The Pope and the authorities at the Vatican were steering a delicate political situation with the French government because they saw the larger picture of maintaining relations between Church and state. In the process they “sacrificed” Eugene, who wrote to the Vatican:

[…] So as not to cause the least distress to the Holy Father, I have instructed my advocate to abandon my action and withdraw my appeal…

Eugene feels misunderstood and abandoned by those in the Church whom he had served so faithfully:

Bishop Capaccini is happily undisturbed in the Quirinal, he pays no heed to the quality and immensity of the sacrifice made by a Bishop who abandons his rights and disarms in the face of an astute and powerful enemy, quite ready to abuse his victory and walk all over me as he likes.

Eugene had always been loyal to the Pope, in the face of fierce opposition as being “ultramontane.” The extent of his sense of abandonment by the Vicar of Christ, leads him to write these bitter words:

Enclosed is a copy of my letter to the Ministry of Worship. In it you will see I leave everything and abandon myself to Divine Providence. I wish I could add “and to the benevolence of the Holy Father”, but I hope for little from that quarter. The Holy Father, if I understand him correctly, has placed no value on either my character or my services, which gave me a right to his protection, nor on the affection accorded me by Leo XII and Pius VIII. If persecution drives me into exile from my country and to withdraw to Rome, I know I may not count on either grace or favour; my reward must come from God.

We touch the fullness of his pain in this letter.

I wish I had a less sensitive heart, I would love less, be less tied up in a host of things which affect me very deeply within and I would be happy.

Letter to Bishop Frezza, Secretary of the Congregation for Extraordinary Affairs at the  Vatican, 28 November 1834, EO XV n 175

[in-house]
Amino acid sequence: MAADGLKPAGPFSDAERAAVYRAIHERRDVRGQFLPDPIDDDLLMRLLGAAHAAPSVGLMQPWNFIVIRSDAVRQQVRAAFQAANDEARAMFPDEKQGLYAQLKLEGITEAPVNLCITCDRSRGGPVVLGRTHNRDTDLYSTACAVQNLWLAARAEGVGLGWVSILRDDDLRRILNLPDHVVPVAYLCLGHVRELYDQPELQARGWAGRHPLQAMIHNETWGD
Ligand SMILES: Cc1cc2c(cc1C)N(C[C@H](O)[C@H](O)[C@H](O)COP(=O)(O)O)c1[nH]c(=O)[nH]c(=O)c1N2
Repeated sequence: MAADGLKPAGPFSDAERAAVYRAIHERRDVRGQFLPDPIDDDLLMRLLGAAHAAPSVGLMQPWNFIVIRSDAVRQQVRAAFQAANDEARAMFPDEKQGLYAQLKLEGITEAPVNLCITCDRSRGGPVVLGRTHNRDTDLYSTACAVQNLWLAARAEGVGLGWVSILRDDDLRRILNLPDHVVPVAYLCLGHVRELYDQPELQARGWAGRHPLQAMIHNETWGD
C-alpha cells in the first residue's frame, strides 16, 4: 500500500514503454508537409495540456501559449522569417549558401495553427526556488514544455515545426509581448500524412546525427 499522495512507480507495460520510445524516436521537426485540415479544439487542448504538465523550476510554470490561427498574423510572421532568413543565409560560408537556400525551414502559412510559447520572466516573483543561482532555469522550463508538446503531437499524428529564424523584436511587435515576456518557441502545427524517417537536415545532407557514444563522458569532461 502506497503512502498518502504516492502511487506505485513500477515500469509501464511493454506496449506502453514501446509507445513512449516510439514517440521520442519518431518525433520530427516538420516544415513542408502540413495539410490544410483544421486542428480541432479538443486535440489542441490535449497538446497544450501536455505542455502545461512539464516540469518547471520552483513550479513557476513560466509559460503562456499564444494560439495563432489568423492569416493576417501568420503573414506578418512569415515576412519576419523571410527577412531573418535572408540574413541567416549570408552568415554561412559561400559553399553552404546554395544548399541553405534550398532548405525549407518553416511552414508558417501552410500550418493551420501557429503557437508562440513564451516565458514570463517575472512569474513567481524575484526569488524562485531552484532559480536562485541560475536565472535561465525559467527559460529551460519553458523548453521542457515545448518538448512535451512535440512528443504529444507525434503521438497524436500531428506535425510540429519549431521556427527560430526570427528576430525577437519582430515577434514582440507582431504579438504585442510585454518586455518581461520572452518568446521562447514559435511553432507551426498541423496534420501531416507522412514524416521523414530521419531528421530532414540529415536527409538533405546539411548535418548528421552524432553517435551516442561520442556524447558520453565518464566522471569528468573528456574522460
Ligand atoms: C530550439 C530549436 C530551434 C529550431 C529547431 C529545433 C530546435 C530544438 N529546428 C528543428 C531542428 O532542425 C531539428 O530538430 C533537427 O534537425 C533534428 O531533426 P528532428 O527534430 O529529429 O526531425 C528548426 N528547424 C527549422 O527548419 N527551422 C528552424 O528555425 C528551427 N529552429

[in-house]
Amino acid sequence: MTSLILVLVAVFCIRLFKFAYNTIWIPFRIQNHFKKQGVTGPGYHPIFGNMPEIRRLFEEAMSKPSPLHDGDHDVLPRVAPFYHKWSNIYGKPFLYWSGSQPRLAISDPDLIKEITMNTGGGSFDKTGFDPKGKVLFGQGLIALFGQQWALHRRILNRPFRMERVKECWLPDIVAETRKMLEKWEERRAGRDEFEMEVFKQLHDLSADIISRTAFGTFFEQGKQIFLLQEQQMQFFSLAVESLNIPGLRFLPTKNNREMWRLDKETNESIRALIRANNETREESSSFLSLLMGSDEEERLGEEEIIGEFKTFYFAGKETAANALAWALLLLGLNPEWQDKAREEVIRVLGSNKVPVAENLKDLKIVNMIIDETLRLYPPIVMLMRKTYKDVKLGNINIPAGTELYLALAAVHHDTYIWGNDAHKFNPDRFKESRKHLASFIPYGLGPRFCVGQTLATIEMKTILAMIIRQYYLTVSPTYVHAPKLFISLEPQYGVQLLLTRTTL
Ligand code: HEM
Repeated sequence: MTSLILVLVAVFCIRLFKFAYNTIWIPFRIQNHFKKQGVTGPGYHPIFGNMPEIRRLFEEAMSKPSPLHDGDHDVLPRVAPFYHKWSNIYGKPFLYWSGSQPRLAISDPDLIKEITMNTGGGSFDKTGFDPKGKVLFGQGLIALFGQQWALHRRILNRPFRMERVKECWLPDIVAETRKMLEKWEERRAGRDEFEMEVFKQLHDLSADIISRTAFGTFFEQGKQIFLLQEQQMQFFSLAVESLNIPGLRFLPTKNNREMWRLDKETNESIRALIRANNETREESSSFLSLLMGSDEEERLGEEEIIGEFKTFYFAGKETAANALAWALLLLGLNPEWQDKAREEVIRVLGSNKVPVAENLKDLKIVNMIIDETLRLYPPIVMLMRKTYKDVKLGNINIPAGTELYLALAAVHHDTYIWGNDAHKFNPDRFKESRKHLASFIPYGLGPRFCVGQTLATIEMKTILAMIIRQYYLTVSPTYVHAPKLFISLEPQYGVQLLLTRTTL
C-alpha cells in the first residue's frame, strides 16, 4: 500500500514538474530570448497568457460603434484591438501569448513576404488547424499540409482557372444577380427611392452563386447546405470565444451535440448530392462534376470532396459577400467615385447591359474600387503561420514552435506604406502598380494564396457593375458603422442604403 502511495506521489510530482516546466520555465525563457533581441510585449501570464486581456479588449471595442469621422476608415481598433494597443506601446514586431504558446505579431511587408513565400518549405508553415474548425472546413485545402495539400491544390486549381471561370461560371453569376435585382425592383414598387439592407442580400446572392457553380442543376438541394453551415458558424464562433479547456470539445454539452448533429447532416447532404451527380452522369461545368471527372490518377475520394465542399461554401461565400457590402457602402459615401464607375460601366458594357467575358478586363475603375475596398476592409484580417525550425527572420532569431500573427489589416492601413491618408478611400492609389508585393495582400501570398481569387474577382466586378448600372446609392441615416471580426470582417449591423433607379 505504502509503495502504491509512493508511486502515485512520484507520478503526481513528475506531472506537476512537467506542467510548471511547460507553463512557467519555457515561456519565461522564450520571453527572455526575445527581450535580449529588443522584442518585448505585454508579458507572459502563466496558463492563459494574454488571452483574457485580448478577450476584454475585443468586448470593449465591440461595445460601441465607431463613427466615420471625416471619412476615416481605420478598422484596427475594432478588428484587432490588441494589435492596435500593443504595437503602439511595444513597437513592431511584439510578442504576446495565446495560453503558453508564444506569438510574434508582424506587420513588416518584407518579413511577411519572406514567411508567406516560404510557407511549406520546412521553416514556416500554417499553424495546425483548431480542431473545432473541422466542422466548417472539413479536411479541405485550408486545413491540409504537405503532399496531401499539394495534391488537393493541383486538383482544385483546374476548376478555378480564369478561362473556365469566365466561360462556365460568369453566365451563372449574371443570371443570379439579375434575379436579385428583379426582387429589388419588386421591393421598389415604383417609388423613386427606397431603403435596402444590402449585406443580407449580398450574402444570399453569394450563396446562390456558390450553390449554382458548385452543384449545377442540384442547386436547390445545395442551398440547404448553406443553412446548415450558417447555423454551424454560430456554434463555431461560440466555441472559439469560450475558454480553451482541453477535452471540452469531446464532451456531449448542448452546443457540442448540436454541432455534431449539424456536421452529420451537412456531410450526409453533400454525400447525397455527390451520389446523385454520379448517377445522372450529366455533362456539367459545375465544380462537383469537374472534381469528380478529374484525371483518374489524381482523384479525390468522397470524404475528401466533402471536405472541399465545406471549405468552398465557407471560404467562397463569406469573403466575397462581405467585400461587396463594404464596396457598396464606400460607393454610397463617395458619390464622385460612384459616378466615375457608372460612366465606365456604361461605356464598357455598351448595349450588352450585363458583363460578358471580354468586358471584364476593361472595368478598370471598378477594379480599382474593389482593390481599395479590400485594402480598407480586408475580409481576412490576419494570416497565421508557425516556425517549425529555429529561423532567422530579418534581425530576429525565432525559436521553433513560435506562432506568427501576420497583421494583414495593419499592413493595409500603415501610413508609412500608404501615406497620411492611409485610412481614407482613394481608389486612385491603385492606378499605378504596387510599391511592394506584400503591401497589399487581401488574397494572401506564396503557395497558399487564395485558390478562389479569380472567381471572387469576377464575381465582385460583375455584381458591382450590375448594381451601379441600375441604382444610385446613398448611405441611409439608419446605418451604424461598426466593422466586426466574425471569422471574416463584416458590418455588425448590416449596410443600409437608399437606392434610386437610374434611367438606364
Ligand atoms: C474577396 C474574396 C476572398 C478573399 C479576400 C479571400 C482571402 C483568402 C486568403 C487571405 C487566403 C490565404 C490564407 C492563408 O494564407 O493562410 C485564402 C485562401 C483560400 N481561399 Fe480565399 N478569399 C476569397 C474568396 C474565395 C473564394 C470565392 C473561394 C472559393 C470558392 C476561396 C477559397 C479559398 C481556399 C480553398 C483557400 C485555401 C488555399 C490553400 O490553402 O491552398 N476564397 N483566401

Beaudoin concludes the narrative:

“He passes the winter of 1834-1835 at Marseilles, but in the spring he sees that his position is untenable… and leaves for L’Osier and N.-D. du Laus. There he will stay until the end of October.” (EO 8 pages XXV-XXVI)

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  1. Eleanor Rabnett, Oblate Associate says:

    This morning’s reflection with Eugene is neither comfortable nor easy to sit with. What more can be said when a person is scapegoated, sacrificed? Isn’t this exactly what happened to Jesus 2000 years ago? And I am reminded that we will soon be moving into Lent.

    Eugene felt that he had no alternative but to ‘abandon himself to Divine Providence – exactly as Jesus had done – but that neither dulled his senses or took away the pain of betrayal and abandonment. Like Jesus he recognized what was going on: “The Holy Father, if I understand him correctly, has placed no value on either my character or my services…” Eugene did not ‘languish in playing the part of a victim’; giving lip service and speaking empty words of hope and trust in God. He suffered – greatly; however his oblation, his allowing God to lead him, his obedience to the will of God – was so complete that he could do nothing less than comply with the Holy Father – believing, hoping, trusting that God would care for him.

    It would seem that in the midst of our sufferings and trials we are limited to seeing only the betrayal, the abandonment and pain. But once we come through the other side we are able to rejoice and give thanks. Had I not known the pain and hopelessness of addiction; the dehumanizing darkness of abandonment – I would not know the indescribable joy of walking in the light or the sweet delight of being a part of something so much bigger than myself.

    Eugene did not go looking for trouble or suffering, but he did allow himself to be led through it. It is important to recognize and remember this for it is from these betrayals that he learned and was filled with a deeper compassion and strength to continue moving outward – away from himself.

    Monday – a new day, a new week – new life.

  2. Jack Lau says:

    Yes, these are some of the saddest and most demoralizing of any of Eugene’s letter. Thank you for sharing them with us and may they give us hope in our own challenging days.

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